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The Learn To Carry Course


STORY
St. Louis Post-Dispatch


Carrying a gun means shouldering responsibilities

Terry Ganey
Jefferson City Bureau Chief
10/11/2003

COLUMBIA, Mo. — My uncle, Woodrow Vogt, used to carry a chrome-plated revolver in his belt while managing his corner confectionery at 8th & Ohio in East St. Louis.

He carried it for protection, a deterrent against armed robberies.

The memory of Uncle Woodrow with his pistol came to mind last weekend as I took an eight-hour concealed weapons training course, one of the prerequisites to getting a permit to carry a gun under Missouri's new law.

When Tim Oliver, the course instructor, stuck a plastic model of a gun into his belt, it reminded me of Uncle Woodrow's carrying style. Oliver called it "the Mexican holster," and said it was not the way to carry a gun.

"Unless you're a real expert gun-handler, don't do that," he advised. "Use a holster. Part of safe carry is keeping it concealed. If it's not concealed, someone else can get it from you."

Thirty-two people — 22 men and 10 women — listened attentively. They were among the first group of Missourians who began the process of applying to county sheriffs around the state for permits to carry concealed handguns. Passage of the course is one of the requirements to get a concealed carry license, but implementation of the law has been suspended for now by a court.

Oliver, 50 and built like a fireplug, is from Woodson Terrace. A former Columbia police officer, he now gives weapons training classes and runs a private detective and security service. He is a man who often checks over his shoulder. He worked hard to help get the concealed weapons bill through the Legislature.

His class, one of the first to be held since the Legislature overrode Gov. Bob Holden's veto, attracted people from all over the state, including Rep. Larry Crawford, R-California, the measure's sponsor.

"I want to get a permit to carry in case I need it," said Crawford, 51, a shooting enthusiast and hunter. As the former owner and operator of a service station and towing business, Crawford acknowledged that he had carried a weapon concealed illegally in his truck in the past, especially when he made runs into St. Louis.

Many people from the country, where the hidden guns issue was embraced during a 1999 concealed-carry referendum, fear the prospect of driving into urban areas like St. Louis. They believe their guns will make them safer. People in urban areas overwhelmingly rejected concealed weapons in 1999, believing more guns make the world more dangerous.

The referendum's defeat notwithstanding, everyone who legally owns a handgun may carry it concealed in his or her vehicle without a permit, once the law goes into effect. That's one of the components of the new law. Crawford said he believed many more people will do that than the number of those who go through the trouble of getting a permit.

"I think having it in the glove box will satisfy most of the people," Crawford said.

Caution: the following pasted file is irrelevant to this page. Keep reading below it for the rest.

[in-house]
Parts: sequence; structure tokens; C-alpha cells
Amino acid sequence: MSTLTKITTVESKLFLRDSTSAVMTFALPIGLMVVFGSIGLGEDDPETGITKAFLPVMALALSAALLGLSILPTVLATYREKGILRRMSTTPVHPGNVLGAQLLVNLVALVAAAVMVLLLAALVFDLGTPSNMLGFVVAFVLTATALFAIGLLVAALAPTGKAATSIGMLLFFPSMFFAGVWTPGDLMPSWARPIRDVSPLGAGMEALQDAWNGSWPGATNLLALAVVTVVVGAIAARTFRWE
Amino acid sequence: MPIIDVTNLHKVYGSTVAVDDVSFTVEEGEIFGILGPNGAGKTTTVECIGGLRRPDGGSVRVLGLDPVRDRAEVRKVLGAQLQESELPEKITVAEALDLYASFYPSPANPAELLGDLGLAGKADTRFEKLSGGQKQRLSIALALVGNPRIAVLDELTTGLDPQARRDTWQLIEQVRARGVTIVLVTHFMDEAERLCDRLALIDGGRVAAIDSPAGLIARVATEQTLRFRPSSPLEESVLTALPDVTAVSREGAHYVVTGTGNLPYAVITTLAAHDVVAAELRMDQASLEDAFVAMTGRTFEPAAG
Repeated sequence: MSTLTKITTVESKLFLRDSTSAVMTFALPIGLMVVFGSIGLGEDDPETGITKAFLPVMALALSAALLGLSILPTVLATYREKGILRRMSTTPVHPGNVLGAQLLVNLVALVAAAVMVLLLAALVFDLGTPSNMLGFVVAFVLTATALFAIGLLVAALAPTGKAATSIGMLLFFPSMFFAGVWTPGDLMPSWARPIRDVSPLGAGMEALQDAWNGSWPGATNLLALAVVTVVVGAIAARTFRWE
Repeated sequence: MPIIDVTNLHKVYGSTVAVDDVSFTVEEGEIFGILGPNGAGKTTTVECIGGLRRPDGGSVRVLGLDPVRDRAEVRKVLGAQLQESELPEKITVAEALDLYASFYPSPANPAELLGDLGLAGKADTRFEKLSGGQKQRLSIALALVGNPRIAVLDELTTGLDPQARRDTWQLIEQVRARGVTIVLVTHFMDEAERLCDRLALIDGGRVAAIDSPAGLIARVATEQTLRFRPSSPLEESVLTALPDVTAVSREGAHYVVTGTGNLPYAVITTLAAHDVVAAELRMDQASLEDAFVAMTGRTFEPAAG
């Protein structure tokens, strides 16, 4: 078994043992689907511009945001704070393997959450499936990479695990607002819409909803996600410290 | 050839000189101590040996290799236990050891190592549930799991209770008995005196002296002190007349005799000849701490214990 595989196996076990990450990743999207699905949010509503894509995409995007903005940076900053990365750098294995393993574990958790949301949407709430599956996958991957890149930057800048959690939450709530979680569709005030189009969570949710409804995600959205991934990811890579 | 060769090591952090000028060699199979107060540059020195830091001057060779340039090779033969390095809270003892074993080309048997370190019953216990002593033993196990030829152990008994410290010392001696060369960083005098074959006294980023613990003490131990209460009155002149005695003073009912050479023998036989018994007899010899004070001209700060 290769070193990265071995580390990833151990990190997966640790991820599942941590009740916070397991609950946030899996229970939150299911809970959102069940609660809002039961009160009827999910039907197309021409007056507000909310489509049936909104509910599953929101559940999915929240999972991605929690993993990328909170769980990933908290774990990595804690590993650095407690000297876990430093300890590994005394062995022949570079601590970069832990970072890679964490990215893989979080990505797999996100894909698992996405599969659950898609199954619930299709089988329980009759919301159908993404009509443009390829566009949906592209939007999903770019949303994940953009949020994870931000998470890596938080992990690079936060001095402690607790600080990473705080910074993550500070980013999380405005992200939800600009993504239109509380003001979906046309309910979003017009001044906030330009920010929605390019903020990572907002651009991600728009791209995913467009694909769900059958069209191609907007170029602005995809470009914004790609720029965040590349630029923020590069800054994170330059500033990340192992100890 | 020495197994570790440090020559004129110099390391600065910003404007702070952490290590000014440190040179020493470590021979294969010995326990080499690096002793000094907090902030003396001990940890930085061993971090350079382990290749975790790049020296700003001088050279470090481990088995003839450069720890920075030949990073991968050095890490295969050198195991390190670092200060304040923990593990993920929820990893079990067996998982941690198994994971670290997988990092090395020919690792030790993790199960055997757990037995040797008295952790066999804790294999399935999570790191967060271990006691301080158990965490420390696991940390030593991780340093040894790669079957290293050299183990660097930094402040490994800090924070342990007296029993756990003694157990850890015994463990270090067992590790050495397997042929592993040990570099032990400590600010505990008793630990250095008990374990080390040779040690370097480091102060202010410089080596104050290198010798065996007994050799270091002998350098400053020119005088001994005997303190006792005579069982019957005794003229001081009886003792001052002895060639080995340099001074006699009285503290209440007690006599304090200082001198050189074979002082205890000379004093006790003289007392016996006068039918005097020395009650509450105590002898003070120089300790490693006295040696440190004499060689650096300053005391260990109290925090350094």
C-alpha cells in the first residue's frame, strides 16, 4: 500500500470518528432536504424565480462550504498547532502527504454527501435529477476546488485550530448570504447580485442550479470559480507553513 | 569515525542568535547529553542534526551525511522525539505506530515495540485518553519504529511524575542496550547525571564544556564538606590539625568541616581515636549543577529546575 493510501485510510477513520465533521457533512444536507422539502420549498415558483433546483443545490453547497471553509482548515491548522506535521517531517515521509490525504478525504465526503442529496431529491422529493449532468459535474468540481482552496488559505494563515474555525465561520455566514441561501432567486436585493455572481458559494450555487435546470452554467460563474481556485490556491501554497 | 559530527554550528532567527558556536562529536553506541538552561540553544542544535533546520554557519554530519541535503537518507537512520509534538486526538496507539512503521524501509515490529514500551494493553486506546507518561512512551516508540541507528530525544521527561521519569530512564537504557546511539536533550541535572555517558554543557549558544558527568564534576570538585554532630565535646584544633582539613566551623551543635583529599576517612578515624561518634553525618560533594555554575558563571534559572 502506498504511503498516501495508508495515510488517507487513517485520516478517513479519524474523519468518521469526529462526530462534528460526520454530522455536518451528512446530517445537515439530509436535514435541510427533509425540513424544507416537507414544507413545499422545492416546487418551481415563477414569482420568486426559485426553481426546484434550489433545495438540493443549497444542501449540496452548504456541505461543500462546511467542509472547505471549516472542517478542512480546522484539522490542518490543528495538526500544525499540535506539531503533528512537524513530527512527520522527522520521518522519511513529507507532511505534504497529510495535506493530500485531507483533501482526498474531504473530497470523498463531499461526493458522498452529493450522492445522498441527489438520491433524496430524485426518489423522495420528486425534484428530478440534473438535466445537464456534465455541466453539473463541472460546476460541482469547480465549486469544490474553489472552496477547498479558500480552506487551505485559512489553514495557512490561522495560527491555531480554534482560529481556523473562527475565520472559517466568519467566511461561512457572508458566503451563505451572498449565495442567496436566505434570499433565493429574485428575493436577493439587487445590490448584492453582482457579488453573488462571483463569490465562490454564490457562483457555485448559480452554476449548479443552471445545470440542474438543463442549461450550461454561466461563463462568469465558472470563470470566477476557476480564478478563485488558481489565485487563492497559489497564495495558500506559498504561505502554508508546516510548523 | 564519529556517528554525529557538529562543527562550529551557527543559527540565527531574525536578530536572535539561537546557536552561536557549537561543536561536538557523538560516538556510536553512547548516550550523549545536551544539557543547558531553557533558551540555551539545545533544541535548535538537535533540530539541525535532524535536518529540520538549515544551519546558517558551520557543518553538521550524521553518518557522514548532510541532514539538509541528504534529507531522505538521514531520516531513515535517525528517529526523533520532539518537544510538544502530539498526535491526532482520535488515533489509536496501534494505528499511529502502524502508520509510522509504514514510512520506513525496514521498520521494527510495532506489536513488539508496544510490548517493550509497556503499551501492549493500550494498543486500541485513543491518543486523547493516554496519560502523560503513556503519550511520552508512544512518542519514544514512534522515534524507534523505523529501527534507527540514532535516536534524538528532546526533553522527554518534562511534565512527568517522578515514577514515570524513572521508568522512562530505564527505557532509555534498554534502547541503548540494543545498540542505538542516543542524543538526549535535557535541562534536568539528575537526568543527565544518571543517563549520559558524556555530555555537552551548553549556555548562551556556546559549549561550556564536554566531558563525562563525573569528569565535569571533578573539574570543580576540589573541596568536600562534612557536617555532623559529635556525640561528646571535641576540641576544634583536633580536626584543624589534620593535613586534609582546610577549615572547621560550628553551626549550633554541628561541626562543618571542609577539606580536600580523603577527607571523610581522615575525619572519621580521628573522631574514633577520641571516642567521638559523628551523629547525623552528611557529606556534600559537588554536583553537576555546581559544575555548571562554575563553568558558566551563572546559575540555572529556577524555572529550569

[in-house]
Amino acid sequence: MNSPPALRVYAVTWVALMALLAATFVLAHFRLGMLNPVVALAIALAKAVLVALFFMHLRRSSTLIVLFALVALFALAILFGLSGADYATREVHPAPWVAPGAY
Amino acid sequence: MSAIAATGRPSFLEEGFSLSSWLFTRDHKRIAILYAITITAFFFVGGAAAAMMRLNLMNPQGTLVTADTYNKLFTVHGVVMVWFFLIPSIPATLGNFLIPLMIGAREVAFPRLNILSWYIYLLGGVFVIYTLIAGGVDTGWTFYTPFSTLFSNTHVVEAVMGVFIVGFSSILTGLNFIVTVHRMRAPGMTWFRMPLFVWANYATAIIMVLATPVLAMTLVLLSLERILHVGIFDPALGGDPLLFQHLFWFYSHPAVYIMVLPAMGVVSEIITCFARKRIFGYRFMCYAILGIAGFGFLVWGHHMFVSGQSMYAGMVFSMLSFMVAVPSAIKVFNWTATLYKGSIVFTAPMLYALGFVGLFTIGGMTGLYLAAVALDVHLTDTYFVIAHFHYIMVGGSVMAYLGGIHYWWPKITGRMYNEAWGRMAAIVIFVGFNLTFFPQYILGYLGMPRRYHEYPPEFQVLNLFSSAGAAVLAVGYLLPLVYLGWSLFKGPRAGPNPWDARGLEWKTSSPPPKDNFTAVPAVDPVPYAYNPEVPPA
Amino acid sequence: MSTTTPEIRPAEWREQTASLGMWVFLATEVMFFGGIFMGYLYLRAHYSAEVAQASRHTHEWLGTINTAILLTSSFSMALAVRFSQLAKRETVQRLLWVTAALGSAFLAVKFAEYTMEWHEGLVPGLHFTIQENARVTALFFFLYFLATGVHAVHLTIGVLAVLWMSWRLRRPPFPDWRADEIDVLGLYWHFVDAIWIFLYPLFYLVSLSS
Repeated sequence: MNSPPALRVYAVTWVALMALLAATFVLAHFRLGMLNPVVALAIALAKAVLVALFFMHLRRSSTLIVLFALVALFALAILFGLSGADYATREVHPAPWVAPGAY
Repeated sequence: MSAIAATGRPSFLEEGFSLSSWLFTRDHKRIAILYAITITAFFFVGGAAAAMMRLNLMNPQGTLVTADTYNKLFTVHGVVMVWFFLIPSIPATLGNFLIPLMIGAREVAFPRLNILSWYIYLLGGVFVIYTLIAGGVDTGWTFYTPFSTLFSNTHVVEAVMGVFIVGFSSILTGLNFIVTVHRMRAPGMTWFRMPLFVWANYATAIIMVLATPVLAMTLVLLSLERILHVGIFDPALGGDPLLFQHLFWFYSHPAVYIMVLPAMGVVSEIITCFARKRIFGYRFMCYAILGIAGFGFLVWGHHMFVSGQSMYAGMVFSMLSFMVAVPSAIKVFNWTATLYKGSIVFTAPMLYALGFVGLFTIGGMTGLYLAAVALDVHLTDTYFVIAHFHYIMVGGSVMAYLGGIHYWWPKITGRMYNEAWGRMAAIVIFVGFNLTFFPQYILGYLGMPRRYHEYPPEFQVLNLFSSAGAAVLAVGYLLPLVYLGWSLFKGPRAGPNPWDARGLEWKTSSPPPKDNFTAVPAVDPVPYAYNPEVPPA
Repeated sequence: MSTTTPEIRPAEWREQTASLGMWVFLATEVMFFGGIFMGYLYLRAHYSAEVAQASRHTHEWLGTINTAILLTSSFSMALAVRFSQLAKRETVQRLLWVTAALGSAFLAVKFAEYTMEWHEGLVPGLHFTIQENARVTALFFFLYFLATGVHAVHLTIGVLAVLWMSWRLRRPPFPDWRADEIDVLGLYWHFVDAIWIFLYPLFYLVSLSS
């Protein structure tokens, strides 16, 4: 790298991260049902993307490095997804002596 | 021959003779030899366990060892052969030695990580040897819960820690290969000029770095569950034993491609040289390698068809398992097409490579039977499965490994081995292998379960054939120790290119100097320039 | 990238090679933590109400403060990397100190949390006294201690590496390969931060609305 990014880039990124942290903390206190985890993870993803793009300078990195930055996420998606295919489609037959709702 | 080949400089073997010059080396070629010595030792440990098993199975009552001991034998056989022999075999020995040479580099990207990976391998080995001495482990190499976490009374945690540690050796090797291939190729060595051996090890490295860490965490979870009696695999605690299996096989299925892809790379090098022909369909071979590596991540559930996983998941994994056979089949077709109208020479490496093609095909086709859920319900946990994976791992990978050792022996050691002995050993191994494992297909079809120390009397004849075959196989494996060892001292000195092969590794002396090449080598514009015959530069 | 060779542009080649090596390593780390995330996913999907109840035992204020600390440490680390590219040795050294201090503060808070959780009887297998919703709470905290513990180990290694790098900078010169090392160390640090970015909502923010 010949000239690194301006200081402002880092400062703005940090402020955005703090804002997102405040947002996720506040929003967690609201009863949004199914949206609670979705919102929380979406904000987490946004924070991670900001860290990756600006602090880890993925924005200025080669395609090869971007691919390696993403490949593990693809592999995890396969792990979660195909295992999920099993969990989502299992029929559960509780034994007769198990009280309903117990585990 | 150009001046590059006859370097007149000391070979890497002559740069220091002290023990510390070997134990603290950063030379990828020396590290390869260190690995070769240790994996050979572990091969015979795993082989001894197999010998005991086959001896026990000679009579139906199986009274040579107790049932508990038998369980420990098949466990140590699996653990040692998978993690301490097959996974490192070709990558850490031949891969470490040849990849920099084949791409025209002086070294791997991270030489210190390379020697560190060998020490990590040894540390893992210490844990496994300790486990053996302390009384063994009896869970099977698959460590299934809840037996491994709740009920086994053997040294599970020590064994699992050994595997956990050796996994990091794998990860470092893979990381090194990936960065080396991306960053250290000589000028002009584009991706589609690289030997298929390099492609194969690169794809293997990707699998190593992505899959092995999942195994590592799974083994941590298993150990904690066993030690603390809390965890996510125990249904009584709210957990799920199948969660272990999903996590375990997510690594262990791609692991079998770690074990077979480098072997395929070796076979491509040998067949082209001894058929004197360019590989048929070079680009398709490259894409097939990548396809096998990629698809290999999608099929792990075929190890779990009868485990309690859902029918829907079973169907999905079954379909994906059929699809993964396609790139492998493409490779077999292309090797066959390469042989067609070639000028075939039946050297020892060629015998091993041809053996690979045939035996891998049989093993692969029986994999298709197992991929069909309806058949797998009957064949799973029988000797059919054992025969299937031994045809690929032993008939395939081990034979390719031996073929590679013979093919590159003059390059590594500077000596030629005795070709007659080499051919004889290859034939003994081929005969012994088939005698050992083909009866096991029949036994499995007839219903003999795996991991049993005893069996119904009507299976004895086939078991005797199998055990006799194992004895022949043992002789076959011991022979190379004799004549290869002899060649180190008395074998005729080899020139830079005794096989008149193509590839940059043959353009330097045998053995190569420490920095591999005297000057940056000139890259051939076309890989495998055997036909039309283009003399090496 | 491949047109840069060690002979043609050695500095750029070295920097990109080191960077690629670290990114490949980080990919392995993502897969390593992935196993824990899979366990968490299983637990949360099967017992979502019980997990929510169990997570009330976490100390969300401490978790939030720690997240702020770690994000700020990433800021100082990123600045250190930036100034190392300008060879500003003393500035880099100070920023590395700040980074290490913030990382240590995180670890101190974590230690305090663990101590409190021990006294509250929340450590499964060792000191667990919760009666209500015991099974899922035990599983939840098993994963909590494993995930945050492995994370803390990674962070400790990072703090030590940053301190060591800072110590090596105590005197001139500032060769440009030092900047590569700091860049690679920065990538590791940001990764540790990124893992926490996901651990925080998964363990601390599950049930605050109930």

"You are not the police"

Oliver's "Learn to Carry" class cost $125 and was held at the Cedar Creek Rod and Gun Club, 11 miles east of Columbia. Three-quarters of the training took place in a clubhouse with walls decorated with mounted trophies of turkeys, pronghorn antelope and wild boar. During the last two hours of the class, students went to a nearby firing range to demonstrate proficiency with a firearm.

Successful completion of the course, passing a background check and paying a $100 fee are the key requirements for getting the three-year permit. The law requires that a qualified instructor give the course. It must include handgun safety, safe storage of weapons, familiarization with the concealed weapons law and perhaps most important, an explanation of the law on the justifiable use of force.

While the new law allows people to carry concealed weapons, it does nothing to existing criminal and civil statutes regarding the justifiable use of deadly force. And perhaps the most sobering information in the course, aside from the deadly nature of the weapons and the safety required for handling them, was the awesome responsibility an armed person has during a violent confrontation.

Gary Stamper, a Columbia lawyer who has defended 13 homicide cases, drove the point home. He said that pulling a gun on someone, even if it seems justified at an adrenaline-charged moment, can lead to deadly consequences, criminal penalties that can take away a person's freedom, and civil lawsuits that can take away a person's property.

"You are not the police," Stamper said.

He said that, as a general rule, a deadly weapon may never lawfully be used to protect property. A person may not shoot someone for car theft, for example. If a person's car is being hijacked and the person's life is in danger, that's a different set of circumstances.

But even while a person can use deadly force to protect a person's life or that of a family member, Stamper said there are various legal considerations applied in each case. They include whether the defender is in immediate jeopardy, what weapon the attacker has and the proximity of the attacker.

A number of caveats would have to be weighed within a moment's notice. Gun carriers must consider that they may be required to make split-second, life and death decisions in which people's lives, future and freedom hang in the balance, including their own.